The local authorities issued four conflicting statements in the following two weeks. In the latest statement on Thursday, the authorities reported that Xiaohuamei could be a victim of human trafficking and that her husband was under investigation for false imprisonment. The government had denied both earlier.
The fates of the two women converged online last week after Ms. Gu won her gold medal.
At one point, Ms. Gu, who grew up in an upscale neighborhood in San Francisco and represents some of the biggest brands, like Louis Vuitton and Tiffany & Company, occupied 10 of the 20 hottest hashtags on Weibo. The hashtag about Xiaohuamei was nowhere to be seen, even though many people were still talking about her.
Some social media users were outraged by the lopsided treatment of the two women. They felt that even though they had tried their best to be the obedient and useful tools in the giant machinery of the Chinese state, Xiaohuamei’s tragedy showed that the state won’t necessarily offer them protection.
A Weibo user with the handle @lanlankuaitao wrote in posts and comments that she was a middle-class mother who just wanted a peaceful life and never wanted to engage in social issues.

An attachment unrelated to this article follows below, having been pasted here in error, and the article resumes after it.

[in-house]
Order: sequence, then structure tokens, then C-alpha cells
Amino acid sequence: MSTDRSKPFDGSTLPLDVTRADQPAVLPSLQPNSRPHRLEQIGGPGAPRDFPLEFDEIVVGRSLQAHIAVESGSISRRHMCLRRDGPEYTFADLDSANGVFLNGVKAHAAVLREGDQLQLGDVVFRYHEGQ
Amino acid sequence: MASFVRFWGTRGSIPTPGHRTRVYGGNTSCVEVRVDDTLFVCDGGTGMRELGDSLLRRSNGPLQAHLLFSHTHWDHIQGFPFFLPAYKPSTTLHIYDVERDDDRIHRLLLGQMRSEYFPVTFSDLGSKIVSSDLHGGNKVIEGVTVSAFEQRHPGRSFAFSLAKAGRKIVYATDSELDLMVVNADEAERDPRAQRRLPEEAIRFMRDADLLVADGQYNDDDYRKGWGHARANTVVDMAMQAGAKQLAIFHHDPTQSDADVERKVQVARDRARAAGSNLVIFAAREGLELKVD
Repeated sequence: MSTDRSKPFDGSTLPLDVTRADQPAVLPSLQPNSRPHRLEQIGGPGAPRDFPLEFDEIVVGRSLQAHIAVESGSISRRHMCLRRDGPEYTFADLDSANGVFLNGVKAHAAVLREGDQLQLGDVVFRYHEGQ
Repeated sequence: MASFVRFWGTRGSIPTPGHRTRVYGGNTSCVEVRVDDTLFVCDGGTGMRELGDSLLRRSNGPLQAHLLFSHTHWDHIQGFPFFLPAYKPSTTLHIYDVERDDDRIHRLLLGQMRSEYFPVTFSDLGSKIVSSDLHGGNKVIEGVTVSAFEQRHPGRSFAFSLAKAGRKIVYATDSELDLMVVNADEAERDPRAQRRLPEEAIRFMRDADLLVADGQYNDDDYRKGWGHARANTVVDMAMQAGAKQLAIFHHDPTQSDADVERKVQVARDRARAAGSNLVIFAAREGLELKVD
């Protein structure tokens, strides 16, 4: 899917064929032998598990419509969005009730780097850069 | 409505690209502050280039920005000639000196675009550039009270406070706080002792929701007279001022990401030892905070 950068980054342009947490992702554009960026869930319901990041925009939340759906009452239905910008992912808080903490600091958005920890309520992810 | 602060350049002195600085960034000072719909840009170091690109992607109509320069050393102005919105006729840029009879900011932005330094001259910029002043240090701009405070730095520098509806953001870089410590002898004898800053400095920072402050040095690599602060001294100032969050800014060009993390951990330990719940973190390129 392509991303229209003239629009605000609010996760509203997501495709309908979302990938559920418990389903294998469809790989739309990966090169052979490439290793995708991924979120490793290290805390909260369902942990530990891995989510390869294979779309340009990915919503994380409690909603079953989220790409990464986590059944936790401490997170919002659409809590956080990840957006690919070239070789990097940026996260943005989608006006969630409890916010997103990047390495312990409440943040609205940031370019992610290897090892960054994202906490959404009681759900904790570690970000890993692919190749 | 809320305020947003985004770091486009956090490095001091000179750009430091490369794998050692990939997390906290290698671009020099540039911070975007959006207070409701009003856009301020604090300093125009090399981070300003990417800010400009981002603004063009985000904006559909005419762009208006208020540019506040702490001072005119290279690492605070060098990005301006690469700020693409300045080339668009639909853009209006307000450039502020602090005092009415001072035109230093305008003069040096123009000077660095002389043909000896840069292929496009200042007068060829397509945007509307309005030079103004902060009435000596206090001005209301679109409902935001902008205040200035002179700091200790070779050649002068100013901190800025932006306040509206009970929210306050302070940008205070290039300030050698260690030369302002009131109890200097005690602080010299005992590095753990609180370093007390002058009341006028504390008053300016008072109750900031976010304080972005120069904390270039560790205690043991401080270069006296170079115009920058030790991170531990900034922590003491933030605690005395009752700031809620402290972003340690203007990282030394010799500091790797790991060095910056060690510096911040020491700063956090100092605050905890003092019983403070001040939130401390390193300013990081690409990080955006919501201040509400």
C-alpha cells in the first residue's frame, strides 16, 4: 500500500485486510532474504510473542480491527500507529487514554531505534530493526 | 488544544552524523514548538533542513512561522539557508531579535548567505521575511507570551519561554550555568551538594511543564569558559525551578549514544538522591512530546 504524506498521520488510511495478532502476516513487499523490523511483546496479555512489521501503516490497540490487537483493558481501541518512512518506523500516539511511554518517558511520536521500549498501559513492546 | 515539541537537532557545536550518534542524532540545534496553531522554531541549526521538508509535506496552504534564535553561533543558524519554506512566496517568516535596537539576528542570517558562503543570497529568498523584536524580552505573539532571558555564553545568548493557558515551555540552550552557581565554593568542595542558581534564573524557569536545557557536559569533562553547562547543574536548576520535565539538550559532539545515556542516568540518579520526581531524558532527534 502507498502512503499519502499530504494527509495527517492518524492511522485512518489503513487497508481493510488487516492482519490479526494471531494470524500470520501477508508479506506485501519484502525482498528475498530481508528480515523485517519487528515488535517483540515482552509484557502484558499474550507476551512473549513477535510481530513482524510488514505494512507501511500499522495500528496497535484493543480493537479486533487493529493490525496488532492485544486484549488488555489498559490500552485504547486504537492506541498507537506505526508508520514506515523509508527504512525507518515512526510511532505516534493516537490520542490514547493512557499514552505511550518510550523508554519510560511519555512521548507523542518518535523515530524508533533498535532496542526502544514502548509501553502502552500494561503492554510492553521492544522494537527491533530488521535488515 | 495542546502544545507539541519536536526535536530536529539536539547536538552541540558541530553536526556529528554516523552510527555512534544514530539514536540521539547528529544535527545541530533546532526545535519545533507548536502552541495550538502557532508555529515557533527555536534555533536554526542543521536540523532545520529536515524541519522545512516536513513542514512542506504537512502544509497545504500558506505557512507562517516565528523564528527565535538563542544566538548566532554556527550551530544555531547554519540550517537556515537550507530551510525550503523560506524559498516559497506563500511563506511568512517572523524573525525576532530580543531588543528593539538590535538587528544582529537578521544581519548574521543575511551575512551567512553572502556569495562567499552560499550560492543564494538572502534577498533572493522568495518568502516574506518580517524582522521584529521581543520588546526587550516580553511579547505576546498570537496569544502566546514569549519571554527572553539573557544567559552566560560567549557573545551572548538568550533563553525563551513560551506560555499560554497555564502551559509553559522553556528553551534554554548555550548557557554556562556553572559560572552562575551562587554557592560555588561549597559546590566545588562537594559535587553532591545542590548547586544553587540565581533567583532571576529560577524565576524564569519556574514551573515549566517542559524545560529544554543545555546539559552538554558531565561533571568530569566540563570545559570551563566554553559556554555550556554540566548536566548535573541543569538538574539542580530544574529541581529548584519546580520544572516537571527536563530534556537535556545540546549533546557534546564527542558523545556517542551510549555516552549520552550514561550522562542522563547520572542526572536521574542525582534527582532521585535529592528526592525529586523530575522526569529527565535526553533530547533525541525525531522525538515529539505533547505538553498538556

“I worked hard to raise my daughter. I’ve bought a house for her and saved money for her to pursue a doctoral degree,” she wrote. “I wanted her to be free like a bird who could fly anywhere and enjoy life. But the reality showed me that she could be the next to be abducted to the mountains of Xuzhou and tortured by men.”
Ms. Gu and her supporters could argue that it was not fair to compare her success with the tragedy of the chained woman. They have a point. But they should blame the Chinese state, which has been showering the Olympian with adulation and protection while seemingly ignoring the plight of Xiaohuamei.
Many of the hottest social media hashtags about Ms. Gu were created by the most important official media outlets, including the People’s Daily and Xinhua News Agency.